Lima - Analyse the risk

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1. Water Scarcity Risks

1.1 Introduction to the area

Kimberly Clark has 2 mills close to the city of Lima in Peru. The mills are located in the basins of the rivers Rimac and Chillón in the districts of Ate and Puente Piedra respectively, and both in the province of Lima.

This is a highly populated area (8.5M people) gathering 30% of the total population in the country. In the region, 80% of the population lives in urban areas.

This is an important economic region for Peru. As it produces 40% GDP of the country’s GDP.

The arid climate that characterizes this area has an uneven distribution of water in time and space. The highlands receive 800-1500mm of rain per year, while downstream, close to the city, the precipitation can be as little as 50mm per year.  

Water resources management is organized by Basin Councils (“Consejos de Cuenca”). There is one council for the rivers Rimac-Chillón-Lurin together and therefore the water management is coordinated for the three basins.

Due to the high demand in the province of Lima, there are water transfers from a system of reservoirs upstream in the Rimac basin, but also in the Mantaro basin  located west from the Rimac. From the Mantaro basin, water is transferred through tunnels crossing the Andes.

Water resources of the three basins are managed together, but water availability and demand are much unevenly distributed in the three basins. With the objective to show these differences and the differences this causes in water scarcity risks, we have chosen to analyse the risk at  sub-basin level.

The unit of analysis of this study is thus sub-basin. Chillón, Rimac and Lurín together, count a total of 27 sub-basins (9 per basin).

1.2 Main Conclusions About Risk

Hydrological and social-economic related risks

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Global market and Policy related risks

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Environmental risks

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2. Risk assessment

2.1 Calculation approach

The WaterLOUPE water scarcity risk analysis shows the relative risks for the different sectors and user groups, now and in the future. The presented risk level of the area is the result of a combination of the hazard (drought conditions, reduced water availability), the exposure of water users in different sectors (domestic, nature, and economic) and the vulnerability levels of the different water users in the basin.

The following sections break down these different components the jointly lead to the presented water scarity risks. 

More on our risk calculation method

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Proin a urna libero. Nam et bibendum metus. Donec pharetra augue nec dui ornare, quis finibus odio ullamcorper. In euismod ligula tincidunt, lacinia risus consectetur, cursus justo. Integer semper efficitur enim in interdum. Sed efficitur massa sit amet malesuada luctus. Duis eu est vulputate, dignissim quam sed, volutpat mi. Maecenas et turpis porttitor, viverra eros eu, porta lectus. Pellentesque sit amet enim tellus. Morbi sem massa, efficitur eget quam eu, convallis volutpat leo. Donec congue ultrices nisl ut sodales. Sed non vestibulum metus.

2.2 Water demand and availability

This chart provides information about the water demand from the different sectors and the water availability in the selected sub-basin. The information is shown for 2015, 2020 and two 10-year periods:  2025 - 2035, and 2035 - 2045. For each period, the average water demand and availability are shown.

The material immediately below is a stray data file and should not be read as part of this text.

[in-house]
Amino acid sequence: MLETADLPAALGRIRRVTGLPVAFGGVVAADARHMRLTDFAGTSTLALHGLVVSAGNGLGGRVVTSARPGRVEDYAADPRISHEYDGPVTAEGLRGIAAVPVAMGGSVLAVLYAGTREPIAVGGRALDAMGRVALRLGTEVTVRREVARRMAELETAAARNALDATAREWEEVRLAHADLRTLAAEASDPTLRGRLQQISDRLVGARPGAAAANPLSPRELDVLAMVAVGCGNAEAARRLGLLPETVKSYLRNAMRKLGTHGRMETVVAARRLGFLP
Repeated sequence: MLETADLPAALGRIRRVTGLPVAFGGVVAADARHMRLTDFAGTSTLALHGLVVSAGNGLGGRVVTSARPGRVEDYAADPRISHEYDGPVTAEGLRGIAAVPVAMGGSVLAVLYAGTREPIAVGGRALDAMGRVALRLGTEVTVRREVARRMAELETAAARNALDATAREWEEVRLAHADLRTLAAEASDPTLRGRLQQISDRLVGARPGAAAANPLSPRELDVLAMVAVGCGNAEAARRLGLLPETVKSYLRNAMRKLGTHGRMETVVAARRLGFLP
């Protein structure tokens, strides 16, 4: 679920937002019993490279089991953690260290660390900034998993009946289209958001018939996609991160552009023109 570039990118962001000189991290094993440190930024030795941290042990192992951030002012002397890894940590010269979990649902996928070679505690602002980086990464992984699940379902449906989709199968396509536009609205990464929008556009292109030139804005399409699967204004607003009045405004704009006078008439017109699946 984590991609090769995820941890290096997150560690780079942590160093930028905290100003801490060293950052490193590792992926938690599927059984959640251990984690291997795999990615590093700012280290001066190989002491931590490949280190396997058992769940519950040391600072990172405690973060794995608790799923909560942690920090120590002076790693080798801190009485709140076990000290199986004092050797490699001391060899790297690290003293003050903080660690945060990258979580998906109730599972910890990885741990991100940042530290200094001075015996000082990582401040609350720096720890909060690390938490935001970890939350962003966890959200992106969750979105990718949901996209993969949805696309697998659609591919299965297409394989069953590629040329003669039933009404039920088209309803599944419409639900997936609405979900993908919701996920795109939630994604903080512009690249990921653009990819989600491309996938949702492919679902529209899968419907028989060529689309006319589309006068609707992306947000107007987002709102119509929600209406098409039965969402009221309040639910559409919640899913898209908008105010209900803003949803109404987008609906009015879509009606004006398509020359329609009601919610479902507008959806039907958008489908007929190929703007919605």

Water demand is the sum of industrial, domestic, and agriculture (livestock and irrigation) water demand.

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2.3 Water Gap over time

In this graph information can be obtained about the water availability and the water demand in the selected sub-basin for the period 2010 - 2045. The graph presents monthly averages of water availability and water demand. In some sub-basins, like in Gangay or Bajo Rimac, there is a water gap almost every year between May and September, while in other sub-basins, like Medio Bajo Lurín or Santa Eulalia, there is never a water gap as the demand is really low and the availability high. The future water gap under SSP2 becomes bigger in the sub-basins that already had a water gap in the past, like in Bajo Rimac. That is mostly due to the increase of population and water demand, and also decrease of water availability. In the upstream basins, where water demands is very low, there is also no or very little water gap appearing in the future. The water gap appears in the months May to September. The results under SSP3 are very similar to under SPP2. In the basins where the population increase is more notorious in SSP3, the water gap is also bigger.
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2.4 Water Gap Score

These maps show the results of the Water Gap Score, which is composed by Frequency, Persistence and Severity for the selected period.

The Water Gap Score shows that mostly sub-basins in the north of Lima and south-eastern sub-basins in the Lurin basin have a water gap. Persistence and Severity are the two components of the index that contribute most to the Water Gap Score in this area.

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Low risk 0 0.1 0.2 0.3 0.4 0.5 0.6 0.7 0.8 0.9 High risk

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2.5 Water Gap Score per sector

Explanation

The Water Gap Score per sector shows that different sectors are affected per sub-basin. For example in the northern basin of Gangay (in dark orange), both the domestic sector and the agriculture have a high WGS, while the industrial sector has a low one as the water demand is lower. In the south, sub-basins such as Medio-alto Lurin and Alto Lurin present a high WGS for the domestic sector, and Alto Lurin also for the Industrial sector even if water demand for industry is low compared to other sub-basins. For both Medio alto Lurin y alto Lurin the WGS for the agricultural sector is low.